The number of self-employed workers has risen by 367,000 since 2008, the start of the economic downturn, according to figures from the Office for National Statistics (ONS).
The number of people who work for themselves now represents more than 14% of the UK's 30 million-strong workforce.
Figures released today by the ONS shows that 60% of the increase since 2008 occurred between 2011 and 2012, and eight in 10 of the new self-employed are aged 50 and above.
The ONS also said those who work for themselves on average work two hours more a week than those employed by somebody else, and are more likely to be male.
Taxi drivers, carpenters and joiners and farmers are four of the most common self-employed trades, with London clocking up the highest percentage, and the North East, the lowest.
Phillip Venn, commercial director at chartered accountants Boox, says the increase was unsurprising as much work is now project based.
"We expect to see a continued increase in self-employment throughout 2013 and the challenge is to ensure that these individuals understand their tax liabilities," he says.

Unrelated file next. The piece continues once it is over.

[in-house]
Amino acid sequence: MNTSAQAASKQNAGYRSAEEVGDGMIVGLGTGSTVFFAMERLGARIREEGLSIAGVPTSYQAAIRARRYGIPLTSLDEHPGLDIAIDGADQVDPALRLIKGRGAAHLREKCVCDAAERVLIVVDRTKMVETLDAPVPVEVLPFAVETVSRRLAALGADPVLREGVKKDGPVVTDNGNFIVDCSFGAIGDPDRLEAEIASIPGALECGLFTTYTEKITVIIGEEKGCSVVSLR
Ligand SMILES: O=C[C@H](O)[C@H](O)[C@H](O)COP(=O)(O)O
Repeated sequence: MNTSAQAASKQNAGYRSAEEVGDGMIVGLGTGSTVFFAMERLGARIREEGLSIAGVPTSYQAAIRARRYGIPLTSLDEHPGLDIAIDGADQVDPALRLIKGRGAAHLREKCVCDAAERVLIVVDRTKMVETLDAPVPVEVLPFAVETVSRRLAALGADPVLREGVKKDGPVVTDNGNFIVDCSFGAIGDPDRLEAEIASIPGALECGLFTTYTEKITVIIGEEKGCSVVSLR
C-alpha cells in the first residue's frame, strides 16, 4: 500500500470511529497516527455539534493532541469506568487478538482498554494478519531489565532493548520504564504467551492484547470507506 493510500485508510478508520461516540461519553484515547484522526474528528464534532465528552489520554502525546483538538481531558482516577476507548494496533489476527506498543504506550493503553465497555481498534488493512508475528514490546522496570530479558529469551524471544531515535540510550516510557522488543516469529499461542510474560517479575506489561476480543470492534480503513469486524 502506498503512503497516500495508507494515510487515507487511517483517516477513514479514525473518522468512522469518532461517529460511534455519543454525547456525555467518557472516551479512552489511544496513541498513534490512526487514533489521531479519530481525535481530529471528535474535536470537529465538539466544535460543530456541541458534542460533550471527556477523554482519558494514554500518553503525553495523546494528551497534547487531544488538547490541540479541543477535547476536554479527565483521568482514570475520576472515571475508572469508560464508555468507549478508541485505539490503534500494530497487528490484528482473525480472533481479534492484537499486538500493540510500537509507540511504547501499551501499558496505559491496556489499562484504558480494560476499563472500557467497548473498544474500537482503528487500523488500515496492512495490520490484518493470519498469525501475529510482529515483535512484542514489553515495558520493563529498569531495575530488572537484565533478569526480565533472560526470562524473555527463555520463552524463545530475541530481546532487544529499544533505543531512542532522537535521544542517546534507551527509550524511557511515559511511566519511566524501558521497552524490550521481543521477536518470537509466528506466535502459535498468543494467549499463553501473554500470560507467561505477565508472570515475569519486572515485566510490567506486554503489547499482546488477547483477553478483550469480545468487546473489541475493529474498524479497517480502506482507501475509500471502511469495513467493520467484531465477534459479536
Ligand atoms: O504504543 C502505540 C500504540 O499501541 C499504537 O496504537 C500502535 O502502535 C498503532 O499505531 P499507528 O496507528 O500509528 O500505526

While Xenios Thrasyvoulou, founder of online freelance marketplace PeoplePerHour, says the number of self-employed registering on its site had more than doubled in the past 12 months. He says the site had seen an 88% increase in people aged 55 and over registering.
The news comes as YouGov today announced that one in five employees believe redundancy is "somewhat or very likely" - one in six earning more than £50,000 believe redundancy is likely within the next 12 months.
Stephen Harmston from YouGov says: "It looks as though the downbeat economic news of the past few months will set the pattern for consumer confidence throughout 2013."